Tuesday, June 21, 2016
A couple weeks ago we were invited to make Japanese sweets at a friend's house in Kurihama. So, we made our way out of town with friends to try our hands at making sweets!
After a brief, ten minute train ride we met Junko to drive us the rest of the way to Hiromi's house.
First, we learned how to make tiny origami butterflies to use as our chopstick rests! How unbelievably cute!!! Mackenzie was in paradise...she LOVES origami! And, butterflies!!
Next up, we started to make our snacks. Yatsuhashi was on the menu for the day!
First, we measured the ingredients. Then, mixed.
After the mixture was microwaved for a few minutes we stirred and stirred and stirred to get a gummy texture that was firm enough for us to roll out flat and then cut into little squares.
After they were cut, we added a dollop of sweet red bean paste to the middle and then folded it over into a triangle.
The finished product.
The Em and M's...ready to eat! I was a bit nervous about my picky eater not even tasting anything she was offered. But, she gobbled up the yatsuhashi! Yay! and...shew!
On the dish below you can see the two folded treats at the front of my plate. Towards the back is a larger, rounded sweet. It was the mochi dough with a strawberry surrounded by sweet bean in the middle. So so so so yummy!!!
We had a lot of fun learning about the different types of flour. We even managed to learn some katakana and kanji...well, we were shown the kanji. I'm not sure I could still tell you what the kanji is for flour. I took a picture though...so I can find it at the grocery store! We will definitely try this again!
Garytt also ate his two smaller sweets. He didn't bite into the strawberry. I ate all three of ours :)
After the sweets...yes, we did it backwards, much to the kids' excitement...we had lunch. Delicious chicken, a yummy salad, also noodles that were dipped in a cold fish/soy sauce. I thought it was going to be kind of weird. But, it was very warm inside the house, so the cold chicken and the cold noodles were very refreshing! And, super tasty! Garytt also had a bowl of curry rice. Love that Boy! Mackenzie had enough edamame to feed a village.
Hiromi has ume trees in her yard. So, she gave us each a bag of ume (kind of like a cross between a plum and an apricot) to take home. I used it to make ume jelly. I didn't add enough sugar, so I'll have to go back and add a bit more sugar in order to put it on our toast.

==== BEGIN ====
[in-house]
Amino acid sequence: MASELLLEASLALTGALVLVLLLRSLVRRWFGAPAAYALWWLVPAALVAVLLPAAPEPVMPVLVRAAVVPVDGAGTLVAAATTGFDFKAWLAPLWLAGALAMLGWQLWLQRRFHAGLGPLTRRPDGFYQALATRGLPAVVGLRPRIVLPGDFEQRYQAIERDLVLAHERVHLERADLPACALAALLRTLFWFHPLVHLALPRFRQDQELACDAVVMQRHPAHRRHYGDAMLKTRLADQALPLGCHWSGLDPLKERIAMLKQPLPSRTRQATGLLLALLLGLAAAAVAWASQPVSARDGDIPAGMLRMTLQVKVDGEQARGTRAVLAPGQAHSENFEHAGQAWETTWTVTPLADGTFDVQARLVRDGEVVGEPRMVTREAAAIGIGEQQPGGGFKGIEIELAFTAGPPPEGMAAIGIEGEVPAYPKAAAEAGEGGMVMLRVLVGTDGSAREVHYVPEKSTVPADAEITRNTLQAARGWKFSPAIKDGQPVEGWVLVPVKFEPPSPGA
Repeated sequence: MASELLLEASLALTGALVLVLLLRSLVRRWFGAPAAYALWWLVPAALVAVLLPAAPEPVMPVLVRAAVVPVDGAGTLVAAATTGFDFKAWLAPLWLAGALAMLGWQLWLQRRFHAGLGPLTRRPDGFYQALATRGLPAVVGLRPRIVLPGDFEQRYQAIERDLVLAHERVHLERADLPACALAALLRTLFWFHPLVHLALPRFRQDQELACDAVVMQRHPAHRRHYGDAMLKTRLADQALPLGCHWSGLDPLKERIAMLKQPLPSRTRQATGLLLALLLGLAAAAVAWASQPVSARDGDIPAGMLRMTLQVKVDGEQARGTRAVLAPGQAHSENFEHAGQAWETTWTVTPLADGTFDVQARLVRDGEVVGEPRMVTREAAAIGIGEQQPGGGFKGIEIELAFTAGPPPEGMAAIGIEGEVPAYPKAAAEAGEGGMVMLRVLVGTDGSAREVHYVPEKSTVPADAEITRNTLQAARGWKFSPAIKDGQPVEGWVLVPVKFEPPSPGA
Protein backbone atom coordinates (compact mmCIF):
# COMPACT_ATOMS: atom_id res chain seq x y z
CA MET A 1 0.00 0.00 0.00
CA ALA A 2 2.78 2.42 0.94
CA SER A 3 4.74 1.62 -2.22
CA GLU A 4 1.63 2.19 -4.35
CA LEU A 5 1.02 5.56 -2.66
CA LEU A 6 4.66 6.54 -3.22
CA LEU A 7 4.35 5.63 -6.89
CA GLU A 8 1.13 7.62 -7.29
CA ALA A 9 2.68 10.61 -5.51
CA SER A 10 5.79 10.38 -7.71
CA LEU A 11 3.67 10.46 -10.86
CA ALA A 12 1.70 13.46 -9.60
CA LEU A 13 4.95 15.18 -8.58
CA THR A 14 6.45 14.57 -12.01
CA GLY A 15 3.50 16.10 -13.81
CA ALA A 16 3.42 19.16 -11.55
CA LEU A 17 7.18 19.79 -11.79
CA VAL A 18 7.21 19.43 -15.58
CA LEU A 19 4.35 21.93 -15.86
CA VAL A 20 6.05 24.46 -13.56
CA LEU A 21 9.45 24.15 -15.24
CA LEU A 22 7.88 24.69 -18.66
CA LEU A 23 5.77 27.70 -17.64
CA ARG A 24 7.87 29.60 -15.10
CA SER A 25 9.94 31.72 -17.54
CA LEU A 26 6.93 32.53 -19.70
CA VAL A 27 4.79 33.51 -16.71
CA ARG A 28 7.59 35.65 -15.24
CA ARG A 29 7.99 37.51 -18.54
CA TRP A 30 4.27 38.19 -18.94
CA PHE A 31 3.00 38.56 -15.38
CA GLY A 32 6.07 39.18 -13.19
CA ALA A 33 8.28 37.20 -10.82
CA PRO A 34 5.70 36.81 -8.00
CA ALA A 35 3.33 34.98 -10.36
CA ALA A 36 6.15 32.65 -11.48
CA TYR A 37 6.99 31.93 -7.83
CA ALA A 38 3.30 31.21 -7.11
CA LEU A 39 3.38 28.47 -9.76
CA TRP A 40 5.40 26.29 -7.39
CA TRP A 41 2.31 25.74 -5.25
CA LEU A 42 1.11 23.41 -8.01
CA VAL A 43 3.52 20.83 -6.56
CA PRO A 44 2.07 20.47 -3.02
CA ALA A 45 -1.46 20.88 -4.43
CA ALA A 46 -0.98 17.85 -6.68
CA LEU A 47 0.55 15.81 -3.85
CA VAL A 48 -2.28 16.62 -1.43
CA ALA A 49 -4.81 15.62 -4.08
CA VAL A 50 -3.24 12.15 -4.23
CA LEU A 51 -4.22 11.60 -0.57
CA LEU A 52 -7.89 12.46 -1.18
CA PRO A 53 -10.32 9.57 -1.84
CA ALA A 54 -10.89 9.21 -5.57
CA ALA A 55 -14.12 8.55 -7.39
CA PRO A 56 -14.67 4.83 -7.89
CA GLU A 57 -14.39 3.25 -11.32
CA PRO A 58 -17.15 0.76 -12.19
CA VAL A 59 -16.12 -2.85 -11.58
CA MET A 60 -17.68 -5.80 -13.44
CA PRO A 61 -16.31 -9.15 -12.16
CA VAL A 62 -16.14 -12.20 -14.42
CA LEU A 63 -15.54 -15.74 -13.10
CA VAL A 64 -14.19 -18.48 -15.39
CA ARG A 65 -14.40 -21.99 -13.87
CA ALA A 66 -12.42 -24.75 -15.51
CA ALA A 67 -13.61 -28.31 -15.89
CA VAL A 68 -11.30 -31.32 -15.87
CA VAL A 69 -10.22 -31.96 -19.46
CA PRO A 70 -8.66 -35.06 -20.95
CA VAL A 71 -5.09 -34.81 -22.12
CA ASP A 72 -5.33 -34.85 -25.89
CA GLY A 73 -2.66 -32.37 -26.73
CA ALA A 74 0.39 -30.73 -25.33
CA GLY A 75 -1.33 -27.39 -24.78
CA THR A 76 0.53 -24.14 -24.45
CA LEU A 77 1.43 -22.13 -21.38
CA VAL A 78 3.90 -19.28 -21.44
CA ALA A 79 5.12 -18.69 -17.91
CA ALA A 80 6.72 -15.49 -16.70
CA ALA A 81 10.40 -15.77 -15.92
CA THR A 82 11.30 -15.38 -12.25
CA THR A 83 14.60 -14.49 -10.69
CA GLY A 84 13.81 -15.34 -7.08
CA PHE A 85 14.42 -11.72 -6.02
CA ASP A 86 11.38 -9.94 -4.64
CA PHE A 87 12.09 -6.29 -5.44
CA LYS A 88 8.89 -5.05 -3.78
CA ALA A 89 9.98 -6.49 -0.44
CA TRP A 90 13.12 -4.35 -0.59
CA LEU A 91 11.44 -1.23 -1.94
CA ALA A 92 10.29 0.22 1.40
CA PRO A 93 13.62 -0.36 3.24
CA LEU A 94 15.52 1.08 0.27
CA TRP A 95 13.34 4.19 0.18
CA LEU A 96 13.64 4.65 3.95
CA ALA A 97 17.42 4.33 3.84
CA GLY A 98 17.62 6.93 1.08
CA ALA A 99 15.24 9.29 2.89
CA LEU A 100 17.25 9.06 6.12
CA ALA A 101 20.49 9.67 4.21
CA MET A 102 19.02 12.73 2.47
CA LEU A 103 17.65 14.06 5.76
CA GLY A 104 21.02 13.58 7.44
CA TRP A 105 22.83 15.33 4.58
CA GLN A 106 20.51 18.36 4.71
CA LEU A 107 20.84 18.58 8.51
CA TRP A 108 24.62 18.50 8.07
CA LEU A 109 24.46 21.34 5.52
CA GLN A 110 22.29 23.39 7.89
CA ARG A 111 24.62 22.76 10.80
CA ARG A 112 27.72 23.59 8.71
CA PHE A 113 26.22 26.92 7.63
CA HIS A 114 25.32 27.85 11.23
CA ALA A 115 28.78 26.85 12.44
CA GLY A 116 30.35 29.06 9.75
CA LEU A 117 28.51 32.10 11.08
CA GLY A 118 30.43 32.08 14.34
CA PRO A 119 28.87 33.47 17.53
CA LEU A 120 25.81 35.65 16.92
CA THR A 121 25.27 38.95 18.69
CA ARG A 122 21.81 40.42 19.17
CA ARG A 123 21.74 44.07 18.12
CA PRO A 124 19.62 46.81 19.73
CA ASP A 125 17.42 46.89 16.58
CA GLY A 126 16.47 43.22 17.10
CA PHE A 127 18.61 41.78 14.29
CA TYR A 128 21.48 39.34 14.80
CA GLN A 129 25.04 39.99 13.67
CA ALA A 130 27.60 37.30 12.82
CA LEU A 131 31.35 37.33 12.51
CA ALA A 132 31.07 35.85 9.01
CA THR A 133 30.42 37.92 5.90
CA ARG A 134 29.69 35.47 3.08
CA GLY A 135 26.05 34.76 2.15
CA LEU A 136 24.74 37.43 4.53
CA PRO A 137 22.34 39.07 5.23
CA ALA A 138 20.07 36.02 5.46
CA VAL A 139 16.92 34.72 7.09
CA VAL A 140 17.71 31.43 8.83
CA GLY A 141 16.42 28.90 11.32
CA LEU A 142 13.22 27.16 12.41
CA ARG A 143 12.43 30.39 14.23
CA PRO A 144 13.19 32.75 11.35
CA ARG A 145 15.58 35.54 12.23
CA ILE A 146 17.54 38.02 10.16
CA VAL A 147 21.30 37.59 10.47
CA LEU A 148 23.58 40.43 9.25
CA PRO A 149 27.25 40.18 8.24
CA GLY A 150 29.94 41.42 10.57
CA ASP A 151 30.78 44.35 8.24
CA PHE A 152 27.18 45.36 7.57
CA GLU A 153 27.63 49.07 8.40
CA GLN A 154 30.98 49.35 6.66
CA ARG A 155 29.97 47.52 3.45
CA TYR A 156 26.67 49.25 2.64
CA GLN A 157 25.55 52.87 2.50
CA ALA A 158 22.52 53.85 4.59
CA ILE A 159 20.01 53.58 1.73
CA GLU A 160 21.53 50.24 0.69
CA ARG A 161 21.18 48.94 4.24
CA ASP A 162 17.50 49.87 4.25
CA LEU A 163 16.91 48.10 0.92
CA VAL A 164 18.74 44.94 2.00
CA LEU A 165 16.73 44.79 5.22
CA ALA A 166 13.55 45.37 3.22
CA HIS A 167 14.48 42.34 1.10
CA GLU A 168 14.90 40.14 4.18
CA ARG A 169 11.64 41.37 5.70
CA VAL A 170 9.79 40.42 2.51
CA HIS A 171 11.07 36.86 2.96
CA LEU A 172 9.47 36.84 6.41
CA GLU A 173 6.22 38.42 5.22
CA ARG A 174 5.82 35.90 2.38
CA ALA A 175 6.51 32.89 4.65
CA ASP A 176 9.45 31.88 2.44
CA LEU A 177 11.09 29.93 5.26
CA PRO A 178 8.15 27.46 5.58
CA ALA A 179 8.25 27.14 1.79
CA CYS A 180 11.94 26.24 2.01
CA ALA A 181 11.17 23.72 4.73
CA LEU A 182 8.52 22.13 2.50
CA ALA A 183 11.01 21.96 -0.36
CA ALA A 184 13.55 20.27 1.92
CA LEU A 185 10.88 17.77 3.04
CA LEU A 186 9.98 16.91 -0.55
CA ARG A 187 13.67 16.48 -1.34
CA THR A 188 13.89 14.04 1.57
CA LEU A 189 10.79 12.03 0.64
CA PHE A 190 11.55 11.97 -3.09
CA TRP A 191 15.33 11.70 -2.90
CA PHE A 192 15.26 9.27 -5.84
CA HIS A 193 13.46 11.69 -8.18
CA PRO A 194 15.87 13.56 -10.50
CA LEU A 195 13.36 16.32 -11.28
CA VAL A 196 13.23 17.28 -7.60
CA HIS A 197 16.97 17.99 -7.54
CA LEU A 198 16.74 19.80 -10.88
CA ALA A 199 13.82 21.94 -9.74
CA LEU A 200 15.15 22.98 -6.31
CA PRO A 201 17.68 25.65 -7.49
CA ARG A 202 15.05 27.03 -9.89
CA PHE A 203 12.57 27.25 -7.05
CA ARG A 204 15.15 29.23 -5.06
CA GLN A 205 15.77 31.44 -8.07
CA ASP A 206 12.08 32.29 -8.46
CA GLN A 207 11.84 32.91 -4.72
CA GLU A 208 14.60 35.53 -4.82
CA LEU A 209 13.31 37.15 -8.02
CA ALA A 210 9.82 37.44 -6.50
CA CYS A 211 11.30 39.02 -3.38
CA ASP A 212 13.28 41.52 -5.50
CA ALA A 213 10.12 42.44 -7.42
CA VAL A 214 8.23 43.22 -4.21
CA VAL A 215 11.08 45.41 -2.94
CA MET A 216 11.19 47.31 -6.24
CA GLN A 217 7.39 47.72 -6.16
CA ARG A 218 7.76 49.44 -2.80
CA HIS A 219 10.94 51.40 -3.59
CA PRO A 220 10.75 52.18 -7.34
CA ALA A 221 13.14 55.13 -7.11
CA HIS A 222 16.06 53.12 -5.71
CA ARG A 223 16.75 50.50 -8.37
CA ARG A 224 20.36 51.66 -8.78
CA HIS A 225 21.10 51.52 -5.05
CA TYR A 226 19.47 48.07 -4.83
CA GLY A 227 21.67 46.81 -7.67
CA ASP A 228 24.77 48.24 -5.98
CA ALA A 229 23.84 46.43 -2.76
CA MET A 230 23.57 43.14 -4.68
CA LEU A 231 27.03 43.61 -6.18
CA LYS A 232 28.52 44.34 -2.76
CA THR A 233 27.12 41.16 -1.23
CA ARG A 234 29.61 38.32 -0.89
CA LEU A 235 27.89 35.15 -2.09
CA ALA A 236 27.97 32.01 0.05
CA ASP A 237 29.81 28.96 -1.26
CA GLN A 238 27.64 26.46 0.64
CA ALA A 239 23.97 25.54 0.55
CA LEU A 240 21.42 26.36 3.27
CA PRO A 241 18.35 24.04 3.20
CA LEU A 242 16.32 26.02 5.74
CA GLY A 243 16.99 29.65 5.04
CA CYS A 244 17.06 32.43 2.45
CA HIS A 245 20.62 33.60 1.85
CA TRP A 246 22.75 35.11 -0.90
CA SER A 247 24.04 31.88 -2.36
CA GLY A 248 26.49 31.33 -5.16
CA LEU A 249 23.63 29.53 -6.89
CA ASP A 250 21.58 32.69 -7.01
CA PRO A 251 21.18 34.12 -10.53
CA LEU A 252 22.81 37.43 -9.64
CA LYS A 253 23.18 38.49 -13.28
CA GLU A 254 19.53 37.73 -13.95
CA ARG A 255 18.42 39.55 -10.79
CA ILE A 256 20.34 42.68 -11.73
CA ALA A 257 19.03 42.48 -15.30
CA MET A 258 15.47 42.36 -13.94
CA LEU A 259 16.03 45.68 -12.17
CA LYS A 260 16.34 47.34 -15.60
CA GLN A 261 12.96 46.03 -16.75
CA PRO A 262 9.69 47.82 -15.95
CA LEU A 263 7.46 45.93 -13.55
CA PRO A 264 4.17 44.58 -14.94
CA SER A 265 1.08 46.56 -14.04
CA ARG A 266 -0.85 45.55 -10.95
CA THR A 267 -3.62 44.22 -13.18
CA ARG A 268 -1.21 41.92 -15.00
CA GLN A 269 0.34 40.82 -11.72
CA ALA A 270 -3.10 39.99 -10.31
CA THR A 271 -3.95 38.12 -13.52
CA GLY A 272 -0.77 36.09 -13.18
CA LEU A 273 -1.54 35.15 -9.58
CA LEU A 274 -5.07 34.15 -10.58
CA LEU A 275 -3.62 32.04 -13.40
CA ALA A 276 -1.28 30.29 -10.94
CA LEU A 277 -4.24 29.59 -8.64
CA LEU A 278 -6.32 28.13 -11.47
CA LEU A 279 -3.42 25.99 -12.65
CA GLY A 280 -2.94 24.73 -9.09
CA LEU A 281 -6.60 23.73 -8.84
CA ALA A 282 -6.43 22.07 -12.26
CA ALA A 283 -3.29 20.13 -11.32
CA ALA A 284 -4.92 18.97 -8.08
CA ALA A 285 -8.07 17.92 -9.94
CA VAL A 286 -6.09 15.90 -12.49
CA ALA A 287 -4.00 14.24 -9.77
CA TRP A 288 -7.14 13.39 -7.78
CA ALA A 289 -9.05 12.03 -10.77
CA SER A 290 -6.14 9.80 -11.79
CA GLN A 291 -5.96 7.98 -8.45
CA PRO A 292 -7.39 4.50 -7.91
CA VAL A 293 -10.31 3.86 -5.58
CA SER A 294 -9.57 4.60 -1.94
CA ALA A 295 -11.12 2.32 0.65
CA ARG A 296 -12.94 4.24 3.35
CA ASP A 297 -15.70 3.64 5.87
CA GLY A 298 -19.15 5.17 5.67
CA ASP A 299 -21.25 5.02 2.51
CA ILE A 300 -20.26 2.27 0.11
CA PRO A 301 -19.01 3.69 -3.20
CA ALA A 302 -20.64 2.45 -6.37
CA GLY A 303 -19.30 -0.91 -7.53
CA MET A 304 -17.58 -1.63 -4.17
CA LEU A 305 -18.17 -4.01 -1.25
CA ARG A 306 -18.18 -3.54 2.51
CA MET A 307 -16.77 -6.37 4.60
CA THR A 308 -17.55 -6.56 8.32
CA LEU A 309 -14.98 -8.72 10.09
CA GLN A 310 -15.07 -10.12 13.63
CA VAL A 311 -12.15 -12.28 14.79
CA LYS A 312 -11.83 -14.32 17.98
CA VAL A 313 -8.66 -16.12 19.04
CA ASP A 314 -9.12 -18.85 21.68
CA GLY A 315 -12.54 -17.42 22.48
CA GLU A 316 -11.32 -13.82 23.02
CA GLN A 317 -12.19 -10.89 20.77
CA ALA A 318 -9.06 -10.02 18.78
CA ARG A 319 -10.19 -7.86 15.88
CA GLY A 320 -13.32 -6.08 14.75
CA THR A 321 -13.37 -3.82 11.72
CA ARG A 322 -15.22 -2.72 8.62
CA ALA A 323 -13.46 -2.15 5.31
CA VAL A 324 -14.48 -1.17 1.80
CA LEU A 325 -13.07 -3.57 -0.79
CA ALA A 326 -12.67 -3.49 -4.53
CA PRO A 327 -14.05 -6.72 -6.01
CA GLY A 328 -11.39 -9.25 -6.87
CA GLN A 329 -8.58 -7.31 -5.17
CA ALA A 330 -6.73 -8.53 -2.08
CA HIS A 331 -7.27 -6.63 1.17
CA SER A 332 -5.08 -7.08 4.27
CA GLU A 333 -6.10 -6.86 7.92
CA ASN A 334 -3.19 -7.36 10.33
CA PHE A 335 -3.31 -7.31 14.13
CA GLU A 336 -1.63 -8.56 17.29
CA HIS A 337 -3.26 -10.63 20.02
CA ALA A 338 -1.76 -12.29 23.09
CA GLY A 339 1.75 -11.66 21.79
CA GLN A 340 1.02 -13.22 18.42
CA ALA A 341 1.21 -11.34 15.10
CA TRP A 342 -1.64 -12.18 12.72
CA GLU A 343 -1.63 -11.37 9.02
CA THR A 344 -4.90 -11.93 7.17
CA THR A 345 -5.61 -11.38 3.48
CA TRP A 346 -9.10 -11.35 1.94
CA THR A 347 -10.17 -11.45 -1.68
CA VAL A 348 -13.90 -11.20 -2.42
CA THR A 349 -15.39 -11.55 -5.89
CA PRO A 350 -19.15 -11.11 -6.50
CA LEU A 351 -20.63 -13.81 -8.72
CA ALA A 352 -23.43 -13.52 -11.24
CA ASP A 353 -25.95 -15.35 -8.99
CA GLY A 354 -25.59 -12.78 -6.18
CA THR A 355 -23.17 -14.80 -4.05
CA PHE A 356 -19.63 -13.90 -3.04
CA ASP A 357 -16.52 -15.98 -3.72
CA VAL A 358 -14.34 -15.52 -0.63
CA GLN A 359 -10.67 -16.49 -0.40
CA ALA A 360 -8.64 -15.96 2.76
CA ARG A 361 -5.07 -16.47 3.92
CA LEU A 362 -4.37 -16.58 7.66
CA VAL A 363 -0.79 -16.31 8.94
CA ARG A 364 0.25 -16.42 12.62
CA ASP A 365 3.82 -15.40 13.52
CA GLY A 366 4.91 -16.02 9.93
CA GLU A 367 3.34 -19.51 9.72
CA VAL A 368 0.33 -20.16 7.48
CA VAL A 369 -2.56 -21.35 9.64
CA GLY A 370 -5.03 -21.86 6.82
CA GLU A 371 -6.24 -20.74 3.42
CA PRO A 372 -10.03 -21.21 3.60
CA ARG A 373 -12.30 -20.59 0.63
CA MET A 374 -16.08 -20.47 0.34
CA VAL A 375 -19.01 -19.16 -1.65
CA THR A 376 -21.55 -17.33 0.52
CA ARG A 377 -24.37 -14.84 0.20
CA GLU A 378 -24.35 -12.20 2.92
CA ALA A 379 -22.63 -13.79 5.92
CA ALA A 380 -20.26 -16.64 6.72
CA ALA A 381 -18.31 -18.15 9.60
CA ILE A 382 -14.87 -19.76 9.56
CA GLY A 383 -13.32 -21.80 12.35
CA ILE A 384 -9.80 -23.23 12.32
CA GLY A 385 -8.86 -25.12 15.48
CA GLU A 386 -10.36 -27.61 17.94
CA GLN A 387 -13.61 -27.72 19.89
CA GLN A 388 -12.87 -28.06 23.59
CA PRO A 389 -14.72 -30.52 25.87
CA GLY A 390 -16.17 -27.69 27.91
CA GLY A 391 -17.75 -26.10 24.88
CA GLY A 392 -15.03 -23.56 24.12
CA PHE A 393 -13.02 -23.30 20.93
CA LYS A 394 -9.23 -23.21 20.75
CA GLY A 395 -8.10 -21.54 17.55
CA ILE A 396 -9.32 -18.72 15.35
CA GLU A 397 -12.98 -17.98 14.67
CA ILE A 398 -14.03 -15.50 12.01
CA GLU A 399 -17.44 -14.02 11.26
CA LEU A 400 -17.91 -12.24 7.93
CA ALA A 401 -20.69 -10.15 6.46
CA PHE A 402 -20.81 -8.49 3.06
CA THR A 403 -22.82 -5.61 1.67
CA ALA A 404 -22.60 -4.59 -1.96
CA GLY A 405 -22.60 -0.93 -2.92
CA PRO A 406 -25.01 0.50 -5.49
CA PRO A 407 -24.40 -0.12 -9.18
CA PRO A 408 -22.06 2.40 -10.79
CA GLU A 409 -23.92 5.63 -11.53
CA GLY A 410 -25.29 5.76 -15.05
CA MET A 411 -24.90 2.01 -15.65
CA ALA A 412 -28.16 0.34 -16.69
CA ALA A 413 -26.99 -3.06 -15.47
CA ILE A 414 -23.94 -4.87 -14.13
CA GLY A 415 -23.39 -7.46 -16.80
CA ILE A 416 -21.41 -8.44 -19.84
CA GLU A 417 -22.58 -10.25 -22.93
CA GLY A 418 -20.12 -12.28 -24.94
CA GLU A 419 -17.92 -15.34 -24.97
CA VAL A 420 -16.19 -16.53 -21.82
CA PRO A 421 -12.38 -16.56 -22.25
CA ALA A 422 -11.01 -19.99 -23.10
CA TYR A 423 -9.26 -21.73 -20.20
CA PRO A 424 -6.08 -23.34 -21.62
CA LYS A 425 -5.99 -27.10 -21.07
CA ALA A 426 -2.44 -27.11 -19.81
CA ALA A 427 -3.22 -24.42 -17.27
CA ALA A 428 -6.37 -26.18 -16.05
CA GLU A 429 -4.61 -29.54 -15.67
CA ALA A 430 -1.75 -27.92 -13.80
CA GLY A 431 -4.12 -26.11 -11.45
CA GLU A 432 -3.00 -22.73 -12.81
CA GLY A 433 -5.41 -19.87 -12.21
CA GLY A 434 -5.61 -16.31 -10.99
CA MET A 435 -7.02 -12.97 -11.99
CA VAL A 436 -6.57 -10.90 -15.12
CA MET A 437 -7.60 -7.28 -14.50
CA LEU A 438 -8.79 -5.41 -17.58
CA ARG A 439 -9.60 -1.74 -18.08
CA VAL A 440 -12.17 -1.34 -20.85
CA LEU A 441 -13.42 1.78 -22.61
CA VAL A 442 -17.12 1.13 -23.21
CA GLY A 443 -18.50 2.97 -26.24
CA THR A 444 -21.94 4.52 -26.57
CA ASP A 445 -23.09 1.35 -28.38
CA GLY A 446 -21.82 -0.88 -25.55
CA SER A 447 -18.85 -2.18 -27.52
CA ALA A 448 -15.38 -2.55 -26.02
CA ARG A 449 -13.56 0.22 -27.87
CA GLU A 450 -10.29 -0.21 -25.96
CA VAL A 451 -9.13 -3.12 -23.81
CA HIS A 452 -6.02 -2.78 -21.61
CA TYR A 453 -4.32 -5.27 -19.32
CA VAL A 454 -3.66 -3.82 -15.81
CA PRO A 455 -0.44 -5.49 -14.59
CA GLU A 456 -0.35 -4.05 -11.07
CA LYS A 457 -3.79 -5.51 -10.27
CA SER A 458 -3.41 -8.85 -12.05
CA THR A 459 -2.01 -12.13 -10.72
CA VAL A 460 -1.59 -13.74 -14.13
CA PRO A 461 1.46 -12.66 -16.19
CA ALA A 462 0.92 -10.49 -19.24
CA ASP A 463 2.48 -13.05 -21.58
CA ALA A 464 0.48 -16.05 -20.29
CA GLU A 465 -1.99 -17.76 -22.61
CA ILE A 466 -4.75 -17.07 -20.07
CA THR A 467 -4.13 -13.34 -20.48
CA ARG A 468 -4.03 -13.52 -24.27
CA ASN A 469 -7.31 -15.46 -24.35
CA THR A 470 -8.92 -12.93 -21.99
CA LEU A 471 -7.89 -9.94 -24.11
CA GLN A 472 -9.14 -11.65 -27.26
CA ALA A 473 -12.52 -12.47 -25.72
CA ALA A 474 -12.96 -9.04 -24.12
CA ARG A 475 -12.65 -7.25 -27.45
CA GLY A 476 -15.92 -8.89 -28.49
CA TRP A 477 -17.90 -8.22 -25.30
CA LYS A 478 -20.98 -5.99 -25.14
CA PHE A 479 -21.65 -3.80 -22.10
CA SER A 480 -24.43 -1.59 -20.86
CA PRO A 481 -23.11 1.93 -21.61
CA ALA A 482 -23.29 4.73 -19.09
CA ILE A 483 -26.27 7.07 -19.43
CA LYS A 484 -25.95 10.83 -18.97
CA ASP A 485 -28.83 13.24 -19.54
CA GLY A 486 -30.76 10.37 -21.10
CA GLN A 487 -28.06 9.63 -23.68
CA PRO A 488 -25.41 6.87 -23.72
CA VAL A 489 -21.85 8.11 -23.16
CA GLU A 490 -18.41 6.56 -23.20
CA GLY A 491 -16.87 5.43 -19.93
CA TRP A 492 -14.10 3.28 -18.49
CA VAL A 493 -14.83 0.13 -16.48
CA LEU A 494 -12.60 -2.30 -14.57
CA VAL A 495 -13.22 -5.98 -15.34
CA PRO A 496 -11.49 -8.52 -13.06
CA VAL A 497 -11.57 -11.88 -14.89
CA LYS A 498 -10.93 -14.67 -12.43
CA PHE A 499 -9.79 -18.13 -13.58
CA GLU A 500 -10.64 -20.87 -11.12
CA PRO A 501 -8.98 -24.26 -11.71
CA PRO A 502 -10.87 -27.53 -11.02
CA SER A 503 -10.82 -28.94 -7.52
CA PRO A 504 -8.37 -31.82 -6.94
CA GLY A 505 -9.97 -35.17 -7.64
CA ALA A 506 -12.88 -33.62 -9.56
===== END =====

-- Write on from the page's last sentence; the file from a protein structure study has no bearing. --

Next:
Warning: Take your allergy meds...flower overload ahead!!!
But, first...ice cream! :) Garytt got blueberry and Mackenzie had pineapple. Yes...I was just as shocked as you...her highness, the girl who absolutely refuses to eat any ice-cream but chocolate actually ate pineapple ice cream! And, it was delicious!
Last week, the kids and I ... really, I decided and since they aren't legally allowed to stay in the house by themselves they HAD to come along with me ... decided we would make our first trip to the Yokosuka Iris Garden (Yokosuka Shobuen). Year after year I've seen the amazing pictures from the garden, but we've never been. This year I was going to make sure it made it onto our itinerary!
Since Daddy needed the car for work, the kids and I had to hoof it to the park. Well, partly. We've been to this park before, but we didn't pay to go in then because it was out of any flower season, we actually hiked the mountain just beyond the park.
Any who...we walked out Daiei (or is it now called Aeon? :) Gate and hopped on the 1005 train from Yokosuka JR station to Kinugasa Station, like 5 minutes and a couple hundred yen. From here we tried to find the right bus. I read on another site that we needed to look for the number three bus because it drops you right at the entrance to the park. We didn't see a number three bus anywhere! I pulled up Google Maps and asked it to tell me how to get to the park by bus. The map told me bus #25. Ok...so we jump on bus 25 just as it was getting ready to pull away...I sure hope this is the right bus! As we were pulling away from the bus shelter I noticed that bus 25 parks at bus stop #3. Oh...now, that all makes sense. It was about a 15 minute ride, 180 yen for me and 90 each for the kids (paid when we got off). There is a display inside the bus that tells you which stop is coming up. So, for us it said "Iris Garden". Easy peasy! There is a ticket machine just outside the park where you purchase tickets to get in....310 for me and 100 each for the kids.
On to the flowers! And, there were a LOT!
According to the park's pamphlet, there are 412 varieties of flowers that bloom between late May and early July. The park is about 7,000 square meters.